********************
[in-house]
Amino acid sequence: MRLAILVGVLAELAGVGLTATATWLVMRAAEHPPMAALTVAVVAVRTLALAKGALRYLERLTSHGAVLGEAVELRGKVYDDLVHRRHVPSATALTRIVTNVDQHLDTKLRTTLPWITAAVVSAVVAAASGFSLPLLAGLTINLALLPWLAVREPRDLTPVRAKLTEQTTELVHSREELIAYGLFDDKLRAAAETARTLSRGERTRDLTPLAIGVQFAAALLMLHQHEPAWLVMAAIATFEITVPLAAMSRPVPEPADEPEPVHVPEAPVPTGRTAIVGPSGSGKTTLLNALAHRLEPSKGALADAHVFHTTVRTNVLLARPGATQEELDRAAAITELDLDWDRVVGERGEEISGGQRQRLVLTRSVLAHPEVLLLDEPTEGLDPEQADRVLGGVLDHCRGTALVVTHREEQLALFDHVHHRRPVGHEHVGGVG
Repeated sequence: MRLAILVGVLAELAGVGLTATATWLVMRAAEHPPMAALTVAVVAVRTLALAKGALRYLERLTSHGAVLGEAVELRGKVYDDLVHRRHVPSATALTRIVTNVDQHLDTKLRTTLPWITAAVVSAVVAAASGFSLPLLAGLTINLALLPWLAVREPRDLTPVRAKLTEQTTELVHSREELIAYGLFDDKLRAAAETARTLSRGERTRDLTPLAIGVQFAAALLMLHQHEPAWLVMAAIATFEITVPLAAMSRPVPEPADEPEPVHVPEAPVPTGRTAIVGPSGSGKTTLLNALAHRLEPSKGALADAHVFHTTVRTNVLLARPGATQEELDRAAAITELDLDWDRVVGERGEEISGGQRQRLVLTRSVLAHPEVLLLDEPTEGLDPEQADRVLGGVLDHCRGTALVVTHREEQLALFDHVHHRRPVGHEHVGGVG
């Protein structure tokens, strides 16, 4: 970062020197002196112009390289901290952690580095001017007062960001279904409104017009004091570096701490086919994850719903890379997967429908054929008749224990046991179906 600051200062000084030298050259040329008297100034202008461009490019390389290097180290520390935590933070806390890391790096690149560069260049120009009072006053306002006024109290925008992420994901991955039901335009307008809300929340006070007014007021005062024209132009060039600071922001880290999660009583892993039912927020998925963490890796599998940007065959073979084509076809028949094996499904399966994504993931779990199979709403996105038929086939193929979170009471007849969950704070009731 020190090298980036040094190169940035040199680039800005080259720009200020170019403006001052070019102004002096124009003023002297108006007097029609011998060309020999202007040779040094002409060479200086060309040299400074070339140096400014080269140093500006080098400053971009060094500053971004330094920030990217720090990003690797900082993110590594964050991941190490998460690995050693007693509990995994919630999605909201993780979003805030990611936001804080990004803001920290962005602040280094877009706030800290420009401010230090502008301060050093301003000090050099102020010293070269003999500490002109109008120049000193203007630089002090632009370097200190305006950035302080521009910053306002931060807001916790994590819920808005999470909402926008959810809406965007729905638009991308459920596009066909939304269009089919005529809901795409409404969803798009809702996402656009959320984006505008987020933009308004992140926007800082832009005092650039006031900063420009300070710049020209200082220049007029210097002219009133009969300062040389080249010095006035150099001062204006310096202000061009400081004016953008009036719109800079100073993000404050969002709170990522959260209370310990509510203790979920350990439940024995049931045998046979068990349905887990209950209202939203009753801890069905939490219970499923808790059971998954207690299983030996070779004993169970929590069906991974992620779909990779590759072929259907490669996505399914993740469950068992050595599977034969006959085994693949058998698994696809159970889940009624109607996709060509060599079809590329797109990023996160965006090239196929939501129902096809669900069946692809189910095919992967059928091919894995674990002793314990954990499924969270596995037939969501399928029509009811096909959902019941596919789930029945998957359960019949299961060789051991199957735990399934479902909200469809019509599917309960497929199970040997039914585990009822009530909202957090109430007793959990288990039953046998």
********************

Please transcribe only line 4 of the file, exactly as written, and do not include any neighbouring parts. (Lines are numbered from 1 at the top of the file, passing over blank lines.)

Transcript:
């Protein structure tokens, strides 16, 4: 970062020197002196112009390289901290952690580095001017007062960001279904409104017009004091570096701490086919994850719903890379997967429908054929008749224990046991179906 600051200062000084030298050259040329008297100034202008461009490019390389290097180290520390935590933070806390890391790096690149560069260049120009009072006053306002006024109290925008992420994901991955039901335009307008809300929340006070007014007021005062024209132009060039600071922001880290999660009583892993039912927020998925963490890796599998940007065959073979084509076809028949094996499904399966994504993931779990199979709403996105038929086939193929979170009471007849969950704070009731 020190090298980036040094190169940035040199680039800005080259720009200020170019403006001052070019102004002096124009003023002297108006007097029609011998060309020999202007040779040094002409060479200086060309040299400074070339140096400014080269140093500006080098400053971009060094500053971004330094920030990217720090990003690797900082993110590594964050991941190490998460690995050693007693509990995994919630999605909201993780979003805030990611936001804080990004803001920290962005602040280094877009706030800290420009401010230090502008301060050093301003000090050099102020010293070269003999500490002109109008120049000193203007630089002090632009370097200190305006950035302080521009910053306002931060807001916790994590819920808005999470909402926008959810809406965007729905638009991308459920596009066909939304269009089919005529809901795409409404969803798009809702996402656009959320984006505008987020933009308004992140926007800082832009005092650039006031900063420009300070710049020209200082220049007029210097002219009133009969300062040389080249010095006035150099001062204006310096202000061009400081004016953008009036719109800079100073993000404050969002709170990522959260209370310990509510203790979920350990439940024995049931045998046979068990349905887990209950209202939203009753801890069905939490219970499923808790059971998954207690299983030996070779004993169970929590069906991974992620779909990779590759072929259907490669996505399914993740469950068992050595599977034969006959085994693949058998698994696809159970889940009624109607996709060509060599079809590329797109990023996160965006090239196929939501129902096809669900069946692809189910095919992967059928091919894995674990002793314990954990499924969270596995037939969501399928029509009811096909959902019941596919789930029945998957359960019949299961060789051991199957735990399934479902909200469809019509599917309960497929199970040997039914585990009822009530909202957090109430007793959990288990039953046998």